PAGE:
Two young guys, former school rivals. One car trip. One big secret. If it has a little bit of a TV movie-sounding premise... that's because it is. But don't let that put you off! Despite a plot that's more basic than an episode of 'Grey's Anatomy', 'The Thing About Harry' is a downright adorable experience - and that's entirely down to the success of its cast.
Recently-single Sam (Jake Borelli, TV's 'Gray's Anatomy') is looking forward to a trip home to see his friends for their engagement party... until they ask him if his high school bully Harry (Niko Terho, 'Sno Babies') can ride shotgun. After a rough start, Sam is surprised to find himself enjoying the trip - and even more surprised when he learns that Harry is pansexual. What ensues is the most will-they-won't-they storyline in human existence - but (and it's no spoiler whatsoever) we all know they definitely will.
Now stay with me here. This TV movie was made for Freeform, a basic cable channel in the United States aimed at younger generational viewers that's a part of ABC, which is in turn owned by Disney. The channel mostly consists of reruns of 'The Simpsons' and made-for-TV original movies. In the wake of 'Love, Simon', it's no surprise that this is the kind of fodder Freeform would be trying to pull off.
The bizarre thing is, they kind of do. You can predict the story from a mile off - but as they say, it's about journey, not the destination. The trip you'll embark on is surprisingly heartwarming and - dare I say it - a little tearjerking. It's not a sexual attraction, nor is sex at the forefront of their interaction - which is a pleasant change to many queer films - rather, their magnetism comes from a friendship that sparks and draws the two together. There's a surprising warmth between Borelli and Terho, which is unexpected given the lack of development the script affords their characters.
While you're rooting for these two to get together, the characters are, at times, a little hard to feel empathy for. Yes, Sam is recently single, but his attitude to others comes off a little... snotty at times. But it's certainly Harry's likability that's hardest to embrace; flitting from partner to partner makes you want to yell at the screen, "Sam, get out of there! This guy is bad news!" We're supposed to presume that he puts his promiscuity aside with his grand gesture in the film's final act, but it still seems like the movie is sending out the wrong message. Mess with other people's hearts and you'll still be fine? Settle for the good-looking guy without morals? For a queer audience - especially a younger one - it lacks the integrity the romance genre typically exudes; the knight in shining armour is sorely lacking.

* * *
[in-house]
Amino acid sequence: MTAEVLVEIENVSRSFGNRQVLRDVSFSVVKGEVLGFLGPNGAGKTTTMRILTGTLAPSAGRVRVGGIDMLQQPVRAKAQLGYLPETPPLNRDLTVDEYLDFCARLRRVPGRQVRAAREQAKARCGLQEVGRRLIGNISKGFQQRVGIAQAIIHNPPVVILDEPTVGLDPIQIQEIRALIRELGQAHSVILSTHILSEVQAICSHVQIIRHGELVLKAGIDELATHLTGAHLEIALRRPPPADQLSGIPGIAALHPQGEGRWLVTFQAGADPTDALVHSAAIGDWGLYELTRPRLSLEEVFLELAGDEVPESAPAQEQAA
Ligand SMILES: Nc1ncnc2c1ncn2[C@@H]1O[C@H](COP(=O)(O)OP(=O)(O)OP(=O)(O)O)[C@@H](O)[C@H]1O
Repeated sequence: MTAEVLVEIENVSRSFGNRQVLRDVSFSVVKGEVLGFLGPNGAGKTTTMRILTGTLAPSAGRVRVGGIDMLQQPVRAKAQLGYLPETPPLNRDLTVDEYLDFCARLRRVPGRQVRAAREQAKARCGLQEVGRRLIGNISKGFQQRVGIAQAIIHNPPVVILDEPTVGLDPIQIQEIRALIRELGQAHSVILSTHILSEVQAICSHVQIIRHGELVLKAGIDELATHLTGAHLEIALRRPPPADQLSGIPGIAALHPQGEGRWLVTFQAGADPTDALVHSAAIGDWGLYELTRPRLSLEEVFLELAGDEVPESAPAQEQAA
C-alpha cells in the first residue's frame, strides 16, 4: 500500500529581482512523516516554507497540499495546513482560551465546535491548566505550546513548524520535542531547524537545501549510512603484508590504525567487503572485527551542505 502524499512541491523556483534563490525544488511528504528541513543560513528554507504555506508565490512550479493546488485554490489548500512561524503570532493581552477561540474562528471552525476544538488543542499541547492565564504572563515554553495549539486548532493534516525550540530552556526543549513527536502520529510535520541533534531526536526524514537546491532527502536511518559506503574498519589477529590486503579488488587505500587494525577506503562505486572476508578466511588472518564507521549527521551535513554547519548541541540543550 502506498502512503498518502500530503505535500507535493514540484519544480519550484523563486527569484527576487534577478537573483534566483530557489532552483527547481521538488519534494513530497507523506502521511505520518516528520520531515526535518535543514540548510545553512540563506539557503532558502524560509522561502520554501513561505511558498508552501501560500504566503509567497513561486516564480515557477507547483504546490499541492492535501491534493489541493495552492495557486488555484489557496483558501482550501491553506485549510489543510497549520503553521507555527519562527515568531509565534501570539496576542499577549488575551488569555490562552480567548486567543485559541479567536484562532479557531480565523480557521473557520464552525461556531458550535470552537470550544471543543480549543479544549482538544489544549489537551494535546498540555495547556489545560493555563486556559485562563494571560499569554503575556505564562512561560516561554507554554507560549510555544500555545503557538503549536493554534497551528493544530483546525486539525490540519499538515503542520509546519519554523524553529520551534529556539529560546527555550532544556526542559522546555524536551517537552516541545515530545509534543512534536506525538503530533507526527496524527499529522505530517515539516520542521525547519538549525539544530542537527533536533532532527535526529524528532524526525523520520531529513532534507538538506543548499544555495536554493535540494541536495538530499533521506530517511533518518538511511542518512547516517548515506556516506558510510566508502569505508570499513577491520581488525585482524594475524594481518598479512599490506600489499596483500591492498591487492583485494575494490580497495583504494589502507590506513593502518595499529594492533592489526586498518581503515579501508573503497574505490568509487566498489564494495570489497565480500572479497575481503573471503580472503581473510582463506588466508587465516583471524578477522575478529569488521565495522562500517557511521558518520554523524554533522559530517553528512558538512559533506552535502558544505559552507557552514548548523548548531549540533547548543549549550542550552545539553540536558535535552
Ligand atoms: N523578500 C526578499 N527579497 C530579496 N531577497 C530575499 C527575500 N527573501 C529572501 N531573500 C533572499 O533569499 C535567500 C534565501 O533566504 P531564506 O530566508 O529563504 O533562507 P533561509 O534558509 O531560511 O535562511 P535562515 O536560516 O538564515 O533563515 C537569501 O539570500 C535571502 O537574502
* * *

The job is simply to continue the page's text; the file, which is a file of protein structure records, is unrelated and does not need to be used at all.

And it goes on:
You can predict the story from a mile off, but as they say, it's about journey, not the destination. The trip you'll embark on is surprisingly heartwarming and - dare I say it - a little tearjerking.
The film comes to us from director and co-writer Peter Paige, who played Emmett Honeycutt in the U.S. version of 'Queer as Folk'. Although the film is portraying a same-sex love story, it's refreshing that that's not integral to the plot; there's no coming out, no angst, no trauma. The blurred lines of sexuality - particularly among younger generations - was also something different to what we've seen across films and TV shows with queer characters. "There was a study recently that over 50 per cent of high school students identify as something other than straight," Paige told Variety. "The odds that two young, queer men under 25 both identify as gay feels slim to me in this generation."
Don't come into this looking for stellar production values or a revelatory tale. 'The Thing About Harry's' strong suit is the dynamo chemistry between its two leads, who breathe life into otherwise uninhabited characters. It's a film for those who have love in their hearts, or those who need a good dose of it. Just be prepared for some silliness and schmaltz along the way.